Statement from Common Sense and James P. Steyer Regarding Congress’ Emergency COVID Relief Bill Agreement

Common Sense Media
Monday, December 21, 2020

San Francisco, CA (December 21, 2020) -- Common Sense Founder and CEO, James P. Steyer, issued the following statement in reaction to the agreement reached in Congress on a $900 billion emergency bill in response to the coronavirus pandemic that is expected to be approved tonight:

"Congress' emergency COVID relief agreement is much needed and will provide critical support to schools, hungry children, families at risk of being evicted, and unemployed Americans, among many other important provisions in the deal. But make no mistake, this package falls far short of what is needed during this crisis. Despite its shortcoming, it deserves approval, but then Congress and the Biden Administration should begin in January to continue to provide the additional assistance America's kids and families need.

"With regard to the deal's provision on broadband, it cannot be overstated that the Homework Gap has existed for decades, it still exists, and while this agreement makes progress, it doesn't come close to eliminating the gap. To ensure resilient access to education, during the pandemic and over the long-term, the government must guarantee access to universal affordable broadband service and devices capable of meeting distance learning needs. While this emergency deal provides critical funding that Common Sense has long supported, for low-income households, tribal lands, and rural areas, it leaves too many kids in the Homework Gap. Congress must do more in 2021 to guarantee the broadband services and computer devices our schools and homes need if we want all kids to have the opportunity to succeed."

BACKGROUND on the broadband section of the emergency COVID agreement
Congress' COVID emergency relief agreement is reported to include $7 billion related to broadband. There is $3.2 billion to help millions of low-income Americans pay for broadband internet at home, in the form of a $50/month subsidy per eligible household to pay for service and devices. In addition, there is $1.5 billion to expand broadband access on tribal lands, $300 million to expand broadband in underserved areas, $285 to develop an Office of Minority Broadband Initiatives, $250 million for additional telehealth services, and $65 million to finish the job of broadband mapping. Common Sense supports all of these provisions. The deal also includes $2 billion to "rip and replace" existing broadband that have components controlled by the Chinese corporation Huawei.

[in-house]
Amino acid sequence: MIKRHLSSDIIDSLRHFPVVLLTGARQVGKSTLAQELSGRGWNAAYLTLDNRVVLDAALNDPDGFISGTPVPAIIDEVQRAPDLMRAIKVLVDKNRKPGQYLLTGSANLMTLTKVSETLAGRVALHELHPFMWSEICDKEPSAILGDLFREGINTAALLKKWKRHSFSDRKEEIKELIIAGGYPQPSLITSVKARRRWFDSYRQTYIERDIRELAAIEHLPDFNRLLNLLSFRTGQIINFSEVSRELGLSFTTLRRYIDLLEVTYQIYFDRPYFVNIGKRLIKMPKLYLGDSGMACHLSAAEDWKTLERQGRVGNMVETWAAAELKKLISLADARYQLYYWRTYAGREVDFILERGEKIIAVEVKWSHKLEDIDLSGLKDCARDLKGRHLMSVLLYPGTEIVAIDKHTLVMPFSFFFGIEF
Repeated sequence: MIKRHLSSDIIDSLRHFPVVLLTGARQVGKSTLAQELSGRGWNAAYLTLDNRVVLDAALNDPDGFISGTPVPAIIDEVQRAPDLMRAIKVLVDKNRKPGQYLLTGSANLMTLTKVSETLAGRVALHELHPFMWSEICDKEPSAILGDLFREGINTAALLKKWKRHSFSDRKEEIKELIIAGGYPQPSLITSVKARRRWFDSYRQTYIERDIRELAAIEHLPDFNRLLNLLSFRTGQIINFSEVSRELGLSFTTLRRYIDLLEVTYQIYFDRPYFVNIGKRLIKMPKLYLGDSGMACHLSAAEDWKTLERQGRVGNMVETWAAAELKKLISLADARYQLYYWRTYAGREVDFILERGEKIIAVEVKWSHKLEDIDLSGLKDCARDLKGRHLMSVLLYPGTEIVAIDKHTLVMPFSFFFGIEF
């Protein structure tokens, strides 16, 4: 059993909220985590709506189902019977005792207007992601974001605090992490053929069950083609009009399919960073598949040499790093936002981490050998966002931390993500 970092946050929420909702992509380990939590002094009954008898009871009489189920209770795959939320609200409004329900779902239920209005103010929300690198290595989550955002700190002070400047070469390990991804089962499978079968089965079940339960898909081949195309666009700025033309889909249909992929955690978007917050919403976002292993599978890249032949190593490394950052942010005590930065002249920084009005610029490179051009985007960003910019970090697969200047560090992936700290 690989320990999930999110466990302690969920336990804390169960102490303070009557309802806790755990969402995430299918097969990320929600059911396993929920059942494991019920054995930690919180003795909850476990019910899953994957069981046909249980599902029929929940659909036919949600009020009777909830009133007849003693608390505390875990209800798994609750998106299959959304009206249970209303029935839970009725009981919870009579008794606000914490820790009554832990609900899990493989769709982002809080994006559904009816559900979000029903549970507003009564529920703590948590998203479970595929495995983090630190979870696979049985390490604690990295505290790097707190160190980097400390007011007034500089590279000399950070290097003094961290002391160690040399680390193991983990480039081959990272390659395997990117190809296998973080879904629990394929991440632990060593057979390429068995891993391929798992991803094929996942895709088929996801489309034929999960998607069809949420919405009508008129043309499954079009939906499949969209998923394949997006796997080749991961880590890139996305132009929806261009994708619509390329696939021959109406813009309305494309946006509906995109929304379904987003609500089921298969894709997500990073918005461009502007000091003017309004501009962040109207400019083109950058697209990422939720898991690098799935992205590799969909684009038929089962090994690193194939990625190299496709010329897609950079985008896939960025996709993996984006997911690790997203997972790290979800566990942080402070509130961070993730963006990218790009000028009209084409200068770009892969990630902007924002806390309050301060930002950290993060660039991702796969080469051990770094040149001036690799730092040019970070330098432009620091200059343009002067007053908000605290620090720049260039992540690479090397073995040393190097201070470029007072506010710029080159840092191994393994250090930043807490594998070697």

Many of these provisions will offer some help to families that have school-aged children who need home access to broadband and devices capable of meeting their distance learning needs. But the agreement does not provide sufficient support directly to student populations. In May, the House but not the Senate passed the HEROES Act, and in September the House but not the Senate passed a more generous HEROES Act, both of which provided not only the emergency broadband subsidy included in this weekend's agreement but also direct support for connectivity and devices to some of the 16 million k-12 students and nearly 400,000 teachers who lack them, using the highly successful federal E-Rate program. And a bi-partisan agreement in early December also included direct funding for the Homework Gap through E-Rate. The agreement reached this weekend does not include the Homework Gap section because Congress and the Trump Administration's outgoing FCC chairman, Ajit Pai, remained divided over making this a priority. Chairman Pai regrettably has opposed using the FCC's existing authority or adding new authority to ensure students and teachers get this critical support.

BACKGROUND on Common Sense and the Student Digital Divide
Common Sense is a national leader in the effort to close the digital divide - the gap between those who have broadband at home and those who do not - with a particular focus on students and teachers because the Homework Gap, as it is known, contributes to learning loss and lost economic opportunity in households that already experience significant inequity. COVID exposed long-standing inequalities, none more so than in educational opportunity. The huge gap between kids living in homes that lack adequate internet and computer devices to conduct distance learning has been one of our central challenges for years but especially so during the pandemic with so many schools closed and the reality of learning loss setting in.

In June, Common Sense and Boston Consulting Group released a groundbreaking report showing that an estimated 16 million students (and 400,000 teachers) are caught in the digital divide, and our analysis found that it will cost up to $11 billion dollars to close the divide for students (plus $1 billion for teachers) in the first year. Our report recommended that Congress use the long-standing E-Rate program to close the digital divide for students at home as an emergency measure during the pandemic. In October, we released a second report detailing the robust work of states and school districts to build systems to deliver support for distance learning. However, only partial progress has been made and without adequate funding directly committed to keeping kids out of the digital divide these efforts are at risk of stalling or reversing.


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